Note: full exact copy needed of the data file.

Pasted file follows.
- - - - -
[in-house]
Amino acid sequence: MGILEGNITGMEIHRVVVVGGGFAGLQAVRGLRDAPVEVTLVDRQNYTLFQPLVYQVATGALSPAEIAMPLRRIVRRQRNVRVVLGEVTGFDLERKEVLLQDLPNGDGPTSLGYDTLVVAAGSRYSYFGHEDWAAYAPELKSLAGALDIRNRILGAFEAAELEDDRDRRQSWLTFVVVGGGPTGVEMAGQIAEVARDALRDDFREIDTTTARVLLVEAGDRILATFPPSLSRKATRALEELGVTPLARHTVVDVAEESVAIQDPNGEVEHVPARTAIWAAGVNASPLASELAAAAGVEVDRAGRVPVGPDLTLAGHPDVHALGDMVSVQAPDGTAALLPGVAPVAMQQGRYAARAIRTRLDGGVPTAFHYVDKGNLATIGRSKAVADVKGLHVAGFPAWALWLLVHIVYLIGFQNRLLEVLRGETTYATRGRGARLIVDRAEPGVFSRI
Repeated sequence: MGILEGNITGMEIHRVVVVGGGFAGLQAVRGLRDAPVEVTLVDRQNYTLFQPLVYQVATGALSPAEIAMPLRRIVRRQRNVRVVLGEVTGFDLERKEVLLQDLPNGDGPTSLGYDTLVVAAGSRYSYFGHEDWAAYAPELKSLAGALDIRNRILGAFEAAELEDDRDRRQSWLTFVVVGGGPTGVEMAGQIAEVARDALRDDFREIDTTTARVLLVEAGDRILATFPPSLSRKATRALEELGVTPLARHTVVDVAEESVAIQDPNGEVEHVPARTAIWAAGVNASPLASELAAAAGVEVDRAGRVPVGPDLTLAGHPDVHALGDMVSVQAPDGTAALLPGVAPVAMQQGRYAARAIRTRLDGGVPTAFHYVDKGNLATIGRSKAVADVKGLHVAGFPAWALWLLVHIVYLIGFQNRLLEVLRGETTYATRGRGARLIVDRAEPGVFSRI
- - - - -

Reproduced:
[in-house]
Amino acid sequence: MGILEGNITGMEIHRVVVVGGGFAGLQAVRGLRDAPVEVTLVDRQNYTLFQPLVYQVATGALSPAEIAMPLRRIVRRQRNVRVVLGEVTGFDLERKEVLLQDLPNGDGPTSLGYDTLVVAAGSRYSYFGHEDWAAYAPELKSLAGALDIRNRILGAFEAAELEDDRDRRQSWLTFVVVGGGPTGVEMAGQIAEVARDALRDDFREIDTTTARVLLVEAGDRILATFPPSLSRKATRALEELGVTPLARHTVVDVAEESVAIQDPNGEVEHVPARTAIWAAGVNASPLASELAAAAGVEVDRAGRVPVGPDLTLAGHPDVHALGDMVSVQAPDGTAALLPGVAPVAMQQGRYAARAIRTRLDGGVPTAFHYVDKGNLATIGRSKAVADVKGLHVAGFPAWALWLLVHIVYLIGFQNRLLEVLRGETTYATRGRGARLIVDRAEPGVFSRI
Repeated sequence: MGILEGNITGMEIHRVVVVGGGFAGLQAVRGLRDAPVEVTLVDRQNYTLFQPLVYQVATGALSPAEIAMPLRRIVRRQRNVRVVLGEVTGFDLERKEVLLQDLPNGDGPTSLGYDTLVVAAGSRYSYFGHEDWAAYAPELKSLAGALDIRNRILGAFEAAELEDDRDRRQSWLTFVVVGGGPTGVEMAGQIAEVARDALRDDFREIDTTTARVLLVEAGDRILATFPPSLSRKATRALEELGVTPLARHTVVDVAEESVAIQDPNGEVEHVPARTAIWAAGVNASPLASELAAAAGVEVDRAGRVPVGPDLTLAGHPDVHALGDMVSVQAPDGTAALLPGVAPVAMQQGRYAARAIRTRLDGGVPTAFHYVDKGNLATIGRSKAVADVKGLHVAGFPAWALWLLVHIVYLIGFQNRLLEVLRGETTYATRGRGARLIVDRAEPGVFSRI